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Posted at 11:00 AM ET, 02/ 5/2009

Warm Weather: When the Ants Come Marching In

By Ann Posegate

Wx and the City

* Warming Up? Full Forecast | Backlash Against AccuWeather Hype *


A carpenter ant, coming soon to a kitchen near you? From Wikimedia Commons, by Richard Bartz.

Temperatures well above average are on their way for this weekend, according to our latest forecast. During a warm spell in late December, Capital Weather Gang commenter Bobosnow noted:

Ants!!! This happened around Thanksgiving or early Dec as well with rain accompanied by a freak warm-up. Hate it. Never had them before, but since I removed my front tree in May, have had these 2 incidents. I know it's weather-related, used to happen at my mom's house all the time - a quick warm up or rapid weather change, usually with rain, and they come in the house.

Apparently, winter ant invasions are a common occurrence. This leaves me wondering: What kind of winter weather is most likely to force ants out of hibernation? And how important is the weather in triggering an ant invasion compared to, say, a kitchen full of crumbs? -- a veritable ant feast.

Keep reading for more on how the weather affects ants...

Unlike mammals, ants are cold-blooded -- their body temperature fluctuates along with the surrounding temperature instead of staying constant. Thus, their metabolism slows down during cold winters and they cannot function at all below certain temperatures -- usually lower than 50 degrees Fahrenheit.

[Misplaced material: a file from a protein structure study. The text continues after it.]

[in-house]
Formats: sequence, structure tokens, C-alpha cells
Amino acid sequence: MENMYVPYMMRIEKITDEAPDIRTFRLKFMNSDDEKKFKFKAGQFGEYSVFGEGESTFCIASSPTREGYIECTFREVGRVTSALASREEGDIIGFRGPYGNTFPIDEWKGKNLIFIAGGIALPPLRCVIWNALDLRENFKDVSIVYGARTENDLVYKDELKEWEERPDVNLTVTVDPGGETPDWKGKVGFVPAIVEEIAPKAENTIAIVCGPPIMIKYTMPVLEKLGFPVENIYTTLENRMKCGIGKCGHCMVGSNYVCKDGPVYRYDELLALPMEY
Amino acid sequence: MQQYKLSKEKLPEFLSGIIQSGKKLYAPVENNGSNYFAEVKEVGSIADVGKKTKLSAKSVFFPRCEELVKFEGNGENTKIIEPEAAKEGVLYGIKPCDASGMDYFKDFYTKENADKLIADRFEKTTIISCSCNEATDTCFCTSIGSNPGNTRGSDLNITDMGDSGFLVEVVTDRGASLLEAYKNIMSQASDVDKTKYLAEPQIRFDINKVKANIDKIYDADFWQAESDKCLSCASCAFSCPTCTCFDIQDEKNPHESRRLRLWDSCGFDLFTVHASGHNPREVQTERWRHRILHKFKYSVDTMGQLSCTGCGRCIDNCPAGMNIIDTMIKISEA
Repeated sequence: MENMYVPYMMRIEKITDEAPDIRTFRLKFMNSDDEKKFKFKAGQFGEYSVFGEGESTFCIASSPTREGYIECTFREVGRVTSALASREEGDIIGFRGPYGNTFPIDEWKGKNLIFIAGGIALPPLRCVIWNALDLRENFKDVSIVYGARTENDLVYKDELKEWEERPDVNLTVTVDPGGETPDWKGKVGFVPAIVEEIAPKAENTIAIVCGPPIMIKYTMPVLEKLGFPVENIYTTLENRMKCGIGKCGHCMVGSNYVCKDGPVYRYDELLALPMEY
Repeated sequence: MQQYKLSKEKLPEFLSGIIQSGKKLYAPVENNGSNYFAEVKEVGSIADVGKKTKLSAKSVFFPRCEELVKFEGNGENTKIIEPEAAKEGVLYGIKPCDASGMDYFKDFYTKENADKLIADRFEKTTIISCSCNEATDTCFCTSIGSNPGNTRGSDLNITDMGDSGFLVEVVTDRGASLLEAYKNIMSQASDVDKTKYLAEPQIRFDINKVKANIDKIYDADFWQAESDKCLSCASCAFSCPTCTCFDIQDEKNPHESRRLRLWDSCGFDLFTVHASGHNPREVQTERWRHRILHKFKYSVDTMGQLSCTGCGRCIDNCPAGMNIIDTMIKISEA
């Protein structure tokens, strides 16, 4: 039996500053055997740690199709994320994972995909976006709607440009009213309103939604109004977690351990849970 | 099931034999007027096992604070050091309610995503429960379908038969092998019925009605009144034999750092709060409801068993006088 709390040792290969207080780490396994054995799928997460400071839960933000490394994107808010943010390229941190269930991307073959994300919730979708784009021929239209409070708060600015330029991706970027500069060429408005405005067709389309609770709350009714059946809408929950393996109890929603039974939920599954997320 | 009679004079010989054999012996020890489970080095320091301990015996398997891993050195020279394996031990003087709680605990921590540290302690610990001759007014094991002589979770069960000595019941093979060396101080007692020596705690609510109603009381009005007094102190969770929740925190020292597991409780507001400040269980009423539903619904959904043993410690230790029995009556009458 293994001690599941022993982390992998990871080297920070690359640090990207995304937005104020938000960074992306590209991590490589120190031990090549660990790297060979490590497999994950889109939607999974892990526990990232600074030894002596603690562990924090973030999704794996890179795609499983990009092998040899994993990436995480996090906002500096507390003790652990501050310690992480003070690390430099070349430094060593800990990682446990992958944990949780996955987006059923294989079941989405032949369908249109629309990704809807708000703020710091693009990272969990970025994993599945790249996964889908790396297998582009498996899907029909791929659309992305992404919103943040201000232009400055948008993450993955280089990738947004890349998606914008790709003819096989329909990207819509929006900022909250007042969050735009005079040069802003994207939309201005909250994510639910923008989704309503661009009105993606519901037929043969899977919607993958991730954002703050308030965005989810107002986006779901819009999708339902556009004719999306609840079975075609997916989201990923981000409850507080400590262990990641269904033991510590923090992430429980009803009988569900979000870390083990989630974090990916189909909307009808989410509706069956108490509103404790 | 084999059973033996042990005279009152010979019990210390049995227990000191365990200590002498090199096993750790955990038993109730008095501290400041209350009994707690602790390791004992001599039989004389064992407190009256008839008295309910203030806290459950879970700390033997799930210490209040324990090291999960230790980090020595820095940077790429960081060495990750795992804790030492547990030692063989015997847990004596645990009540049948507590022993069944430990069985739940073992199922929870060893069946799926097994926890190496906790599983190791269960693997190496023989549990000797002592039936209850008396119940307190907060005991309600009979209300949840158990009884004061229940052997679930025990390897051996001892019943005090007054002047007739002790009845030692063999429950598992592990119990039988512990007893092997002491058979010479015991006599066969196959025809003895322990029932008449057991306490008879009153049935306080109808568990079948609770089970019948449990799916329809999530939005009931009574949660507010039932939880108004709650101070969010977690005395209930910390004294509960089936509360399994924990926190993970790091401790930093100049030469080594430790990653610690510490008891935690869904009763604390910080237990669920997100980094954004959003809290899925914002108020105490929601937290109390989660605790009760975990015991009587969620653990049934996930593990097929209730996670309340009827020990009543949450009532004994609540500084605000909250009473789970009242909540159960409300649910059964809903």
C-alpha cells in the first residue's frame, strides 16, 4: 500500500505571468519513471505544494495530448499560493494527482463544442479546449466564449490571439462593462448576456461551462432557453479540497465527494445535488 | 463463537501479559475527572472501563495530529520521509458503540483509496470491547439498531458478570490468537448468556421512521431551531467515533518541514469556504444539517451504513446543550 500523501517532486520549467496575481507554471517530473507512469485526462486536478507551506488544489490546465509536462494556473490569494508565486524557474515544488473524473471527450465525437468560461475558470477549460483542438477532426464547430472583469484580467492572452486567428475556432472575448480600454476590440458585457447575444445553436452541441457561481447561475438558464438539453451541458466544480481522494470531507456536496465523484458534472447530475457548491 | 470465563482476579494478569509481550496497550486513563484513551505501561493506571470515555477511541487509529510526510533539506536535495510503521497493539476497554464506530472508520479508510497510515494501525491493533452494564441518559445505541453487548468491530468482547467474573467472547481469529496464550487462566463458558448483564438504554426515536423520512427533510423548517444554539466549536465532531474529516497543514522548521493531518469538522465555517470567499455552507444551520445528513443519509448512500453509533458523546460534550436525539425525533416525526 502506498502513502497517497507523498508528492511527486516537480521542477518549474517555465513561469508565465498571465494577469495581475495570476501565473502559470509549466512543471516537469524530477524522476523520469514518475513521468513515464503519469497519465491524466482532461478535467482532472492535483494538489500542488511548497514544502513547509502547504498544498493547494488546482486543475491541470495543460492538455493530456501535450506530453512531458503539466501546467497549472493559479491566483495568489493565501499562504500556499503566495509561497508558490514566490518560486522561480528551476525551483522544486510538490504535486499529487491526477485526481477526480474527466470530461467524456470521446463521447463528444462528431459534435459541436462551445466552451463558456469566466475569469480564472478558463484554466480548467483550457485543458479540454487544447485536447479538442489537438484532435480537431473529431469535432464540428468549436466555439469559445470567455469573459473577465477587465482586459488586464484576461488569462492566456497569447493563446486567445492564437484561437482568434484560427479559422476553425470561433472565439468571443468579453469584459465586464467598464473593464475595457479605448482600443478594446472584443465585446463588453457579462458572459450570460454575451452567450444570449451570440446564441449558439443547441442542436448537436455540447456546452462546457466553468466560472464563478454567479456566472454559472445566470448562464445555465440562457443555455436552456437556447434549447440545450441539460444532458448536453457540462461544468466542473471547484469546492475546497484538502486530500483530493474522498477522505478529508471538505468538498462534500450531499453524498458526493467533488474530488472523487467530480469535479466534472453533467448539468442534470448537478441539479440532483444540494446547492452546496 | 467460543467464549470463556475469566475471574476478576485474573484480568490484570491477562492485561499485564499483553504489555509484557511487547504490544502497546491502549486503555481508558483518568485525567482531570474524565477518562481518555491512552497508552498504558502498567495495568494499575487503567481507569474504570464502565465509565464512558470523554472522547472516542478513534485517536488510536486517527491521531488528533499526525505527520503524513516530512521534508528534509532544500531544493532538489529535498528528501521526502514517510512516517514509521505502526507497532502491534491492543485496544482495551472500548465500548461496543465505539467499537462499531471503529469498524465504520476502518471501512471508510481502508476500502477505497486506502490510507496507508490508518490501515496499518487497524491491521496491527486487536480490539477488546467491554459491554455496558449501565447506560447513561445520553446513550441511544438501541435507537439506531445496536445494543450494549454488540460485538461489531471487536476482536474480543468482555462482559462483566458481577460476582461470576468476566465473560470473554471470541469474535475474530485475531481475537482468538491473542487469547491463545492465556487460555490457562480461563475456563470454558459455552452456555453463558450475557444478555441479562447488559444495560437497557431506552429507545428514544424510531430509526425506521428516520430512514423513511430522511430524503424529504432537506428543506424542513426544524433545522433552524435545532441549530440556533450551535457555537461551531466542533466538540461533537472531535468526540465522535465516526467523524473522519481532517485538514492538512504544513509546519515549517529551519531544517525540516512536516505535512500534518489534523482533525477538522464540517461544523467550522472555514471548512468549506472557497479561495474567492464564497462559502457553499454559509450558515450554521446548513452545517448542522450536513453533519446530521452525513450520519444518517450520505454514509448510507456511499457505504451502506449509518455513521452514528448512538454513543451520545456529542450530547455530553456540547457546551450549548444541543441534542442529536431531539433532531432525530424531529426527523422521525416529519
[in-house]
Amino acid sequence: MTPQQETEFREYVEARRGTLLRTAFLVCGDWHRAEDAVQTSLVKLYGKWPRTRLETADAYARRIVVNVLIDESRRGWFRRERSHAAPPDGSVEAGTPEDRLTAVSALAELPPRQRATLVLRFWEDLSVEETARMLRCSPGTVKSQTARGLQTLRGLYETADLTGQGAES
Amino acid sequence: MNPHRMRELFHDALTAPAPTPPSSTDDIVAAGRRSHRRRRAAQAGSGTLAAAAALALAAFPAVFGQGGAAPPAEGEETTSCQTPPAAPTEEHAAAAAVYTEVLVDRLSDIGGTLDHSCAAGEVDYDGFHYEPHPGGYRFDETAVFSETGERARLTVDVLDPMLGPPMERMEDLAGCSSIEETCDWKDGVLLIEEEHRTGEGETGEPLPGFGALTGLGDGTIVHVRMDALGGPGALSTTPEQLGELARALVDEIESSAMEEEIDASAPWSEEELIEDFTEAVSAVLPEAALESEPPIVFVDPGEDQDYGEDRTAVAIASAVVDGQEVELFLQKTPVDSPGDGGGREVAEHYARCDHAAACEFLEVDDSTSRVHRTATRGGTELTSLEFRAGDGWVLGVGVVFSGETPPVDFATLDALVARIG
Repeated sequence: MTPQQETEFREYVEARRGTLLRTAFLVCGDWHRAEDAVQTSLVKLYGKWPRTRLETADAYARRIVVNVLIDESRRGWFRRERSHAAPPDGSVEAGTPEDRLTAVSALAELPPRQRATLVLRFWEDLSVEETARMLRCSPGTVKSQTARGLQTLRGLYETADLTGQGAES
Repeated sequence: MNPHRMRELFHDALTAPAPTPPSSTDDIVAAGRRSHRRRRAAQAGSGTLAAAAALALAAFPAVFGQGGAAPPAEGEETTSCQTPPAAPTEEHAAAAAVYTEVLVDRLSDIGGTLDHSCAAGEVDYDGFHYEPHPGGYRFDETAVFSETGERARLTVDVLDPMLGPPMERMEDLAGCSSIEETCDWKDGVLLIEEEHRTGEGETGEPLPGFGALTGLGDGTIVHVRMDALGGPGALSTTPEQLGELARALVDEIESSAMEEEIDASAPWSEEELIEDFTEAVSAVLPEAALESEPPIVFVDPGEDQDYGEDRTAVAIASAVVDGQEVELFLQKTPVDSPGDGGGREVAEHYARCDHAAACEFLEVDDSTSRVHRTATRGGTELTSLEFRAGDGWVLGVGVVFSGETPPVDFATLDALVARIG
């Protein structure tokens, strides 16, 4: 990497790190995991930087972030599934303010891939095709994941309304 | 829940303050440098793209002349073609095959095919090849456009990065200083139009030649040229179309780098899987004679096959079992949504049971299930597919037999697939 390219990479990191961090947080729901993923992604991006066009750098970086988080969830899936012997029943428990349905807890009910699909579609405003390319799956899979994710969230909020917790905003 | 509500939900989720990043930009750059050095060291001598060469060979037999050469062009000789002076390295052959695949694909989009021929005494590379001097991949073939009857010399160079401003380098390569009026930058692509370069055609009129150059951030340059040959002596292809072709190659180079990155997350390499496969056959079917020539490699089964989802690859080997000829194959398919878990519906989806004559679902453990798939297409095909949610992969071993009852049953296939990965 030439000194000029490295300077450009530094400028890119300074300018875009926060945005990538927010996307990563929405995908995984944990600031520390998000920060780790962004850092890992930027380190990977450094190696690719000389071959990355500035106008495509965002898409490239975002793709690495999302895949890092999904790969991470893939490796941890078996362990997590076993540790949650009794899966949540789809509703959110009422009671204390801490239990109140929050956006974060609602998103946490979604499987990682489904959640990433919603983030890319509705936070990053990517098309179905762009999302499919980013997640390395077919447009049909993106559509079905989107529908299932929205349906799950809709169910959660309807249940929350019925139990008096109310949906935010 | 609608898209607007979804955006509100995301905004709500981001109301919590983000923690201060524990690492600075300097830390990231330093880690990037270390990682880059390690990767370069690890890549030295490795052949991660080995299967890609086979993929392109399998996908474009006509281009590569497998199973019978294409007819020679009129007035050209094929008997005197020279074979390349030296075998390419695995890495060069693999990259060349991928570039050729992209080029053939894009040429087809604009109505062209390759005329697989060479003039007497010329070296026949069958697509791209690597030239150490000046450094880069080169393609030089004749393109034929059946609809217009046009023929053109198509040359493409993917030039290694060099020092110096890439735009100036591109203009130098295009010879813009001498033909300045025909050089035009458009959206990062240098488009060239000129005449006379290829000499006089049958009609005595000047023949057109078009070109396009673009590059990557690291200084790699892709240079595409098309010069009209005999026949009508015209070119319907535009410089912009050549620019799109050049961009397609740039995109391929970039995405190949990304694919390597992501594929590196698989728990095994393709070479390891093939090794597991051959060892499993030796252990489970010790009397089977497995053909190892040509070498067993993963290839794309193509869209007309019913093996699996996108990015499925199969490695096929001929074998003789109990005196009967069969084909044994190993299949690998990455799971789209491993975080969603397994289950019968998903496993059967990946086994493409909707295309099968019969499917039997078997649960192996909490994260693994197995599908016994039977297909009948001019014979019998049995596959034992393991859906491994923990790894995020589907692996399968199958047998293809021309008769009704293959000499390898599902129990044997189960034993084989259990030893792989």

If ants get wet and are exposed to freezing temperatures, they're toast. So, they find strategies to stay warm and dry, like going through diapause (a state similar to hibernation) in deep underground tunnels. They don't usually eat much, if anything, during winter.

Have ants or other pests invaded your house this winter, and have you noticed a correlation to certain types of weather?

One type of ant that can occasionally be seen indoors during winter is the carpenter ant. Carpenter ants spend winter laying dormant in underground colonies. If the soil where they are hibernating heats up (pdf) from warm temperatures, some of the ants may become active and wander indoors. But, if soil temperatures get too cold and they are nearby a building, they may come indoors to find warmth.

If you do see carpenter ants in your home in winter, a likely possibility is that they're nesting in your walls or under the floor of your house. Since carpenter ants actually chew tunnels in your walls, I hope your invaders are a less worrisome species, such as the odorous house ant. Here's how to tell the difference.

This leaves me again to wonder: If warm temperatures last for several days, and ants are attracted to sweets...will the invaders return for Valentine's Day?

By Ann Posegate  | February 5, 2009; 11:00 AM ET
Categories:  Nature, Posegate, Wx and the City  
Save & Share:  Send E-mail   Facebook   Twitter   Digg   Yahoo Buzz   Del.icio.us   StumbleUpon   Technorati   Google Buzz   Previous: Forecast: One More Day of Shivering
Next: PM Update: Another Darn Cold Night, Then Warmer

Comments